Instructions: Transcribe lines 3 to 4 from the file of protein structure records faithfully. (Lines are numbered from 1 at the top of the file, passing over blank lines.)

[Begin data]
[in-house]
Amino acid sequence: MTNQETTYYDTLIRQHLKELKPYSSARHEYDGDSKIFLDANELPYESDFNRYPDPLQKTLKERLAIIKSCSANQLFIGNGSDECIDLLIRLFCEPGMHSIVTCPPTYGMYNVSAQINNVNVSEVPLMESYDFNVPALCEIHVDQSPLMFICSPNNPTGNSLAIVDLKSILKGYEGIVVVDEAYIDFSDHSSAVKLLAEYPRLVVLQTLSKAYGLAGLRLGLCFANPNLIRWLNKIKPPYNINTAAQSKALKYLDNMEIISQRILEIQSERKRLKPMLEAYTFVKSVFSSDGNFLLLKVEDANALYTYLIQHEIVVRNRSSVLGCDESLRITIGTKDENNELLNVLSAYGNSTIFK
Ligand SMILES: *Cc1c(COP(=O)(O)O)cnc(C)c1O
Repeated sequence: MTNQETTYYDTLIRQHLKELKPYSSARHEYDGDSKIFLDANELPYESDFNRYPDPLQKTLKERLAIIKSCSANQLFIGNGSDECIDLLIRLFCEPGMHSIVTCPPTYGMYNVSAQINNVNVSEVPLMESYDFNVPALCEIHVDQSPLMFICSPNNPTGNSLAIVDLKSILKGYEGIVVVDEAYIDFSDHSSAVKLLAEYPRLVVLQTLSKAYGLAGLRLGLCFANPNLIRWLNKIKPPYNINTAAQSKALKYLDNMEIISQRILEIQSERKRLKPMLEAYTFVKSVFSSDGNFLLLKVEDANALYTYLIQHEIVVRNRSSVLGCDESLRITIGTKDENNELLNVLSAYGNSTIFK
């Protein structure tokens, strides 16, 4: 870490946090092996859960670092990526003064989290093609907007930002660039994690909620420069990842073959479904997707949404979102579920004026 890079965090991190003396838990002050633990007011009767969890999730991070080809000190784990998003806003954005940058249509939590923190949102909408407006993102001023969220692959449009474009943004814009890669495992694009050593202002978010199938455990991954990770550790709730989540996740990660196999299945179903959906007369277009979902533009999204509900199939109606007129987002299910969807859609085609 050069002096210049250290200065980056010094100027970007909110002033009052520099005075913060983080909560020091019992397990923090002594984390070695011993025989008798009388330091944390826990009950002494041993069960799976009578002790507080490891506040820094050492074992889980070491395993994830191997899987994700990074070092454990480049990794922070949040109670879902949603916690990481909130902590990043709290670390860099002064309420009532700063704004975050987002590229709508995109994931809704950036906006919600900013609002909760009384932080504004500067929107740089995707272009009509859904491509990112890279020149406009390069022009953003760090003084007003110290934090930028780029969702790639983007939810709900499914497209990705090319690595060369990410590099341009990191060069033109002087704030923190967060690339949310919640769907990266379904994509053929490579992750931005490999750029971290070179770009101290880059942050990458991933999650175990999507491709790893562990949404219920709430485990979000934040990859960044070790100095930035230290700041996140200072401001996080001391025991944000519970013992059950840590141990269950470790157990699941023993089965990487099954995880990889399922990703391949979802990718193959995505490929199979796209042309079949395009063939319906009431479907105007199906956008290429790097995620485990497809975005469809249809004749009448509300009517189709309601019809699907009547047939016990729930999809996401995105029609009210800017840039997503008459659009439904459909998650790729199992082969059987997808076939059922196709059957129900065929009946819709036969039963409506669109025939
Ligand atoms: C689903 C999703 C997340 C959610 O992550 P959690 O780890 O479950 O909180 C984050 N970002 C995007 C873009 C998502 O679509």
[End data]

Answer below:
Ligand SMILES: *Cc1c(COP(=O)(O)O)cnc(C)c1O
Repeated sequence: MTNQETTYYDTLIRQHLKELKPYSSARHEYDGDSKIFLDANELPYESDFNRYPDPLQKTLKERLAIIKSCSANQLFIGNGSDECIDLLIRLFCEPGMHSIVTCPPTYGMYNVSAQINNVNVSEVPLMESYDFNVPALCEIHVDQSPLMFICSPNNPTGNSLAIVDLKSILKGYEGIVVVDEAYIDFSDHSSAVKLLAEYPRLVVLQTLSKAYGLAGLRLGLCFANPNLIRWLNKIKPPYNINTAAQSKALKYLDNMEIISQRILEIQSERKRLKPMLEAYTFVKSVFSSDGNFLLLKVEDANALYTYLIQHEIVVRNRSSVLGCDESLRITIGTKDENNELLNVLSAYGNSTIFK